Two ex-BT subcontractors turned copper cable thieves became croppers when caught by local cops in Cambridge.
The pair had lifted over 100 meters of copper out of the ground, posing as legitimate engineers. However when they failed to provide local police officers with the right paperwork their ruse was blown. The stolen metal, plus the cost of engineering work to replace it, was valued at £2,000.
Read Recombu Digital’s report on Broadband Cable Theft and BT’s anti-theft RABIT technology
PC Andrew Moralee, speaking to Cambridge News said that no-one’s broadband or phone services were disrupted as a result of the cable theft despite the damage caused. The pair were busted thanks to a member of the public calling in allowing the police to catch them in the act.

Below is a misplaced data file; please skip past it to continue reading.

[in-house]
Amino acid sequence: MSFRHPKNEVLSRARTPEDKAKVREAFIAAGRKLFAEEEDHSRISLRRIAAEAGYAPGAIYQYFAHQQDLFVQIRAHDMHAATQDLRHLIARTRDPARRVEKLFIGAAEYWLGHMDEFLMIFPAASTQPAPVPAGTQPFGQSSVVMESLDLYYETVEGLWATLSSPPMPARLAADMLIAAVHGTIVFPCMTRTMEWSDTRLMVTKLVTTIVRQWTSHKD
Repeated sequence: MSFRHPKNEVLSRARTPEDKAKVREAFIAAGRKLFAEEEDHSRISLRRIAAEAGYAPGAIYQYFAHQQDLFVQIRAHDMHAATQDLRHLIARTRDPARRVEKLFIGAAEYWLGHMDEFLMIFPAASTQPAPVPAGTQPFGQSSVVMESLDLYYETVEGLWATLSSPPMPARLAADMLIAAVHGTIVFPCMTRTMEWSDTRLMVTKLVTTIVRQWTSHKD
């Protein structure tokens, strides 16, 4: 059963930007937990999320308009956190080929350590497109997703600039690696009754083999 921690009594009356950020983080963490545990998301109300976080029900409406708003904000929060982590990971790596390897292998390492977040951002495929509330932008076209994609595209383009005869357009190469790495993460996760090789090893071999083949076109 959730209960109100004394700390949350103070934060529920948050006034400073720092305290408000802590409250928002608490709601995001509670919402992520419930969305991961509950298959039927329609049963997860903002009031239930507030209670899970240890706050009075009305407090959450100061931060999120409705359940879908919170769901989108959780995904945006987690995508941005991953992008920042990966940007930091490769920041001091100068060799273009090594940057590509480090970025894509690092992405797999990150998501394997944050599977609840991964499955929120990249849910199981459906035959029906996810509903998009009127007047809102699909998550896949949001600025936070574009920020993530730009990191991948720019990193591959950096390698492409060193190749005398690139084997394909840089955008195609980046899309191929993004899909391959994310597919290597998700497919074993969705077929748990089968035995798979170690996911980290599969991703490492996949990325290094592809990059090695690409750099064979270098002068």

The men were sentenced to four months’, suspended for 12 months, 240 hours community service and were ordered to hand over their tools. Cable theft has been a real problem for local constabularies and BT, whose copper-based broadband network is a frequent target for those hoping to make a mint on the scrap metal market.
The Scrap Metal Dealer’s Bill has proposed reforms to make it harder for people to deal in scrap without a licence and BT’s own initiatives have proved effective in catching some cable thieves in the act. Last year we heard how cable theft in the north of England had a knock-on effect as far afield as the Shetlands, causing residents hundreds of miles away from the scene of the crime to lose broadband and phone services.